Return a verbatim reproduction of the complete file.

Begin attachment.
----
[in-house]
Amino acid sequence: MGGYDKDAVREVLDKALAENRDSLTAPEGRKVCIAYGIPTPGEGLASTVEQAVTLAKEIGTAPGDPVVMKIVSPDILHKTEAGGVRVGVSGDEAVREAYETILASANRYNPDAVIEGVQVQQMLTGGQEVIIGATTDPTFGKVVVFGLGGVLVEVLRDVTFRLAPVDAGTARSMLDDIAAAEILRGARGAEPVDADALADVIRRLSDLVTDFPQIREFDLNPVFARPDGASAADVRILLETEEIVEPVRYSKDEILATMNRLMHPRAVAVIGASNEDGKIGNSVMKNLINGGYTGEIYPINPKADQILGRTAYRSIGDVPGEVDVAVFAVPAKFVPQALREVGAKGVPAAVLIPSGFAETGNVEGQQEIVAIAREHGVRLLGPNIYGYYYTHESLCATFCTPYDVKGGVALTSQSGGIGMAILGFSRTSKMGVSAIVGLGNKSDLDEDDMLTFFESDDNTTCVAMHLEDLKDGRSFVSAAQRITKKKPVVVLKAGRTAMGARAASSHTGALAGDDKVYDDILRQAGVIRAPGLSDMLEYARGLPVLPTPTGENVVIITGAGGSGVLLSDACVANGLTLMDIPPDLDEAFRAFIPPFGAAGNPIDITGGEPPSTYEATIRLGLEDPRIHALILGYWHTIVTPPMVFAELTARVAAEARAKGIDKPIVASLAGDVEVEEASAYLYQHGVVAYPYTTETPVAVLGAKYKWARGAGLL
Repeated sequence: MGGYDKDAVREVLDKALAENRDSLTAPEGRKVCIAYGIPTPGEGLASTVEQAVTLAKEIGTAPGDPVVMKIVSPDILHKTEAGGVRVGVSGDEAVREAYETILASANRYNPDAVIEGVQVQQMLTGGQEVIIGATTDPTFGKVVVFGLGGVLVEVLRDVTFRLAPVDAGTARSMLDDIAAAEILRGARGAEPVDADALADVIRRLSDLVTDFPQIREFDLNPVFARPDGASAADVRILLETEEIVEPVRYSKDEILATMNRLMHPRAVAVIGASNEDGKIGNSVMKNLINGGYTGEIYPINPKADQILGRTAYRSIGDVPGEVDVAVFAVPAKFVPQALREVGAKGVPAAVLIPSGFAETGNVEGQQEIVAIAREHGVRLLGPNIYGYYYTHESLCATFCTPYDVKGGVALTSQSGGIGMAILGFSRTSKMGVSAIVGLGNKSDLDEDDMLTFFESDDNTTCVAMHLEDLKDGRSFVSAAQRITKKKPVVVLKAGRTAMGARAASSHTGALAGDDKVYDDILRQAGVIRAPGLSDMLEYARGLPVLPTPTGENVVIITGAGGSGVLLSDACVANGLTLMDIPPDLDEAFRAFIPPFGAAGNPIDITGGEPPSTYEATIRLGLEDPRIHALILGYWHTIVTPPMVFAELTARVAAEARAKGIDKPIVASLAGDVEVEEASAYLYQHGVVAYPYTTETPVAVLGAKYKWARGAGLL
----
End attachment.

[in-house]
Amino acid sequence: MGGYDKDAVREVLDKALAENRDSLTAPEGRKVCIAYGIPTPGEGLASTVEQAVTLAKEIGTAPGDPVVMKIVSPDILHKTEAGGVRVGVSGDEAVREAYETILASANRYNPDAVIEGVQVQQMLTGGQEVIIGATTDPTFGKVVVFGLGGVLVEVLRDVTFRLAPVDAGTARSMLDDIAAAEILRGARGAEPVDADALADVIRRLSDLVTDFPQIREFDLNPVFARPDGASAADVRILLETEEIVEPVRYSKDEILATMNRLMHPRAVAVIGASNEDGKIGNSVMKNLINGGYTGEIYPINPKADQILGRTAYRSIGDVPGEVDVAVFAVPAKFVPQALREVGAKGVPAAVLIPSGFAETGNVEGQQEIVAIAREHGVRLLGPNIYGYYYTHESLCATFCTPYDVKGGVALTSQSGGIGMAILGFSRTSKMGVSAIVGLGNKSDLDEDDMLTFFESDDNTTCVAMHLEDLKDGRSFVSAAQRITKKKPVVVLKAGRTAMGARAASSHTGALAGDDKVYDDILRQAGVIRAPGLSDMLEYARGLPVLPTPTGENVVIITGAGGSGVLLSDACVANGLTLMDIPPDLDEAFRAFIPPFGAAGNPIDITGGEPPSTYEATIRLGLEDPRIHALILGYWHTIVTPPMVFAELTARVAAEARAKGIDKPIVASLAGDVEVEEASAYLYQHGVVAYPYTTETPVAVLGAKYKWARGAGLL
Repeated sequence: MGGYDKDAVREVLDKALAENRDSLTAPEGRKVCIAYGIPTPGEGLASTVEQAVTLAKEIGTAPGDPVVMKIVSPDILHKTEAGGVRVGVSGDEAVREAYETILASANRYNPDAVIEGVQVQQMLTGGQEVIIGATTDPTFGKVVVFGLGGVLVEVLRDVTFRLAPVDAGTARSMLDDIAAAEILRGARGAEPVDADALADVIRRLSDLVTDFPQIREFDLNPVFARPDGASAADVRILLETEEIVEPVRYSKDEILATMNRLMHPRAVAVIGASNEDGKIGNSVMKNLINGGYTGEIYPINPKADQILGRTAYRSIGDVPGEVDVAVFAVPAKFVPQALREVGAKGVPAAVLIPSGFAETGNVEGQQEIVAIAREHGVRLLGPNIYGYYYTHESLCATFCTPYDVKGGVALTSQSGGIGMAILGFSRTSKMGVSAIVGLGNKSDLDEDDMLTFFESDDNTTCVAMHLEDLKDGRSFVSAAQRITKKKPVVVLKAGRTAMGARAASSHTGALAGDDKVYDDILRQAGVIRAPGLSDMLEYARGLPVLPTPTGENVVIITGAGGSGVLLSDACVANGLTLMDIPPDLDEAFRAFIPPFGAAGNPIDITGGEPPSTYEATIRLGLEDPRIHALILGYWHTIVTPPMVFAELTARVAAEARAKGIDKPIVASLAGDVEVEEASAYLYQHGVVAYPYTTETPVAVLGAKYKWARGAGLL